The weekend at Kentucky started wonderfully for the NASCAR Community. The fans filed in for what looked to be a thrilling truck race and they weren’t disappointing. Kyle Busch came from last place to win the race!
Starting from the rear after missing the drivers’ meeting and driver introductions didn’t deter Kyle Busch, who held off a charging Parker Kligerman to win Thursday night’s UNOH 225 Camping World Truck Series race at Kentucky Speedway.
Busch won his fifth race of the season and the 29th of his career in a green-white checkered finish set up by a late caution. The win was his 98th national series victory in NASCAR, third most all time. Kligerman ran second, followed by Brendan Gaughan, Todd Bodine and Jason White.
“On the [last] restart, when Jason White was on my inside, I figured if I could just get another good restart where I didn’t spin my tires, I’d be all right,” Busch said. “Those guys spun their tires every time, and it kind of worked for us. It’s hard to not be the leader in those positions and not spin your tires. I know how they feel.”
Busch won the first leg of a potential weekend triple. He raced in Friday’s Feed the Children 300 Nationwide Series event and Saturday’s Quaker State 400 Sprint Cup race before traveling to Wisconsin for a Super Late Model event at Slinger Speedway on Sunday.
Moments after a restart on Lap 76, four-time champion Ron Hornaday Jr. felt his No. 33 Chevrolet break loose as he raced on the inside of the No. 60 Chevrolet of Cole Whitt. Both trucks slammed into the outside wall, and Jack Smith’s Ford plowed into Hornaday’s Chevy, knocking Hornaday back across the track, collecting the trucks of Josh Richards and John King in the process.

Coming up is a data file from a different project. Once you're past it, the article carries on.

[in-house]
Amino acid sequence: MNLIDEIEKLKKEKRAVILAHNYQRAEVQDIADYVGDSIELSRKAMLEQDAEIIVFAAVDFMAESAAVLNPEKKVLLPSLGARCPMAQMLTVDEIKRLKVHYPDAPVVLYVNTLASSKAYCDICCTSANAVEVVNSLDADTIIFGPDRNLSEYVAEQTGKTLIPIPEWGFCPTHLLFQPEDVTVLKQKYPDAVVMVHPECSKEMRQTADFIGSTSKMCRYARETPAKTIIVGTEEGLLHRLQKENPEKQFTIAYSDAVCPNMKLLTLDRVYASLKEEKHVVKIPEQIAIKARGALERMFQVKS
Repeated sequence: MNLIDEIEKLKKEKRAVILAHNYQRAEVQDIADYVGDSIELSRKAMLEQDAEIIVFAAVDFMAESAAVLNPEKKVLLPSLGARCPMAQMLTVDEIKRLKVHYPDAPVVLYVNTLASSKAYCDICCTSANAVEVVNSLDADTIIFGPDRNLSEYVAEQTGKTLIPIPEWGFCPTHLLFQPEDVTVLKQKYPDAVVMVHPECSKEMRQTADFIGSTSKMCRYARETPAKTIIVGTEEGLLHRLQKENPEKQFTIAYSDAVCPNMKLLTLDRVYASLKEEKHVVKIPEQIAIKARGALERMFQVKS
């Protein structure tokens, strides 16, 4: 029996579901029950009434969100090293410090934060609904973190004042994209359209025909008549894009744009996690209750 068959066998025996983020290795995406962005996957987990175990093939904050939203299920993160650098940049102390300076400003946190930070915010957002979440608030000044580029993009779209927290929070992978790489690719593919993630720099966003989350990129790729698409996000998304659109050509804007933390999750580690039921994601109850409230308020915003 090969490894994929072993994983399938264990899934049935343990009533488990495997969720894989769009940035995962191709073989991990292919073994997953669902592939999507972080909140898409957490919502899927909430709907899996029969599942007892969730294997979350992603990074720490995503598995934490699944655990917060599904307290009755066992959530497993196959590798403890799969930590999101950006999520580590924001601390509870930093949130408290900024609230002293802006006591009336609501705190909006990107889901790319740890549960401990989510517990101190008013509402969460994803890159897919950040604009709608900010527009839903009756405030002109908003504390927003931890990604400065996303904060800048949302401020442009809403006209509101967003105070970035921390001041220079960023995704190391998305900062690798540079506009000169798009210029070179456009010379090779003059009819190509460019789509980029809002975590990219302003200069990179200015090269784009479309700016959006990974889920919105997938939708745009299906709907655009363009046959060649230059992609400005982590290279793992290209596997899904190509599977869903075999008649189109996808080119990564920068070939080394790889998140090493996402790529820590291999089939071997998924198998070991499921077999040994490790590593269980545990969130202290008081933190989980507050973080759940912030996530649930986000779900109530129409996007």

Busch led the field to a restart on Lap 83 with Johnny Sauter beside him. After that, things got crazy. Sauter passed Busch for the lead on Lap 103 but fell out of the race when he broke his rear axle during a pit stop on Lap 124.
Nelson Piquet Jr. over shot his pit stall on Lap 120 during that same round of green-flag stops and fell five seconds off the lead. When the cycle was completed, Busch had a two-truck-length lead over Austin Dillon, but as Dillon was closing in, the hood of his No. 3 Chevrolet came unpinned and covered the windshield, obstructing his vision.
Busch led until caution flew on Lap 142 for Charles Vest’s spin. On the subsequent restart on Lap 146, Busch began to pull away, but a multicar wreck involving Piquet, Miguel Paludo, Steve Arpin, Tim Peters and Ryan Sieg slowed the race for the seventh time and sent the event to overtime.
Would the rest of the weekend provide this much thrill and entertainment? Only one could have hoped!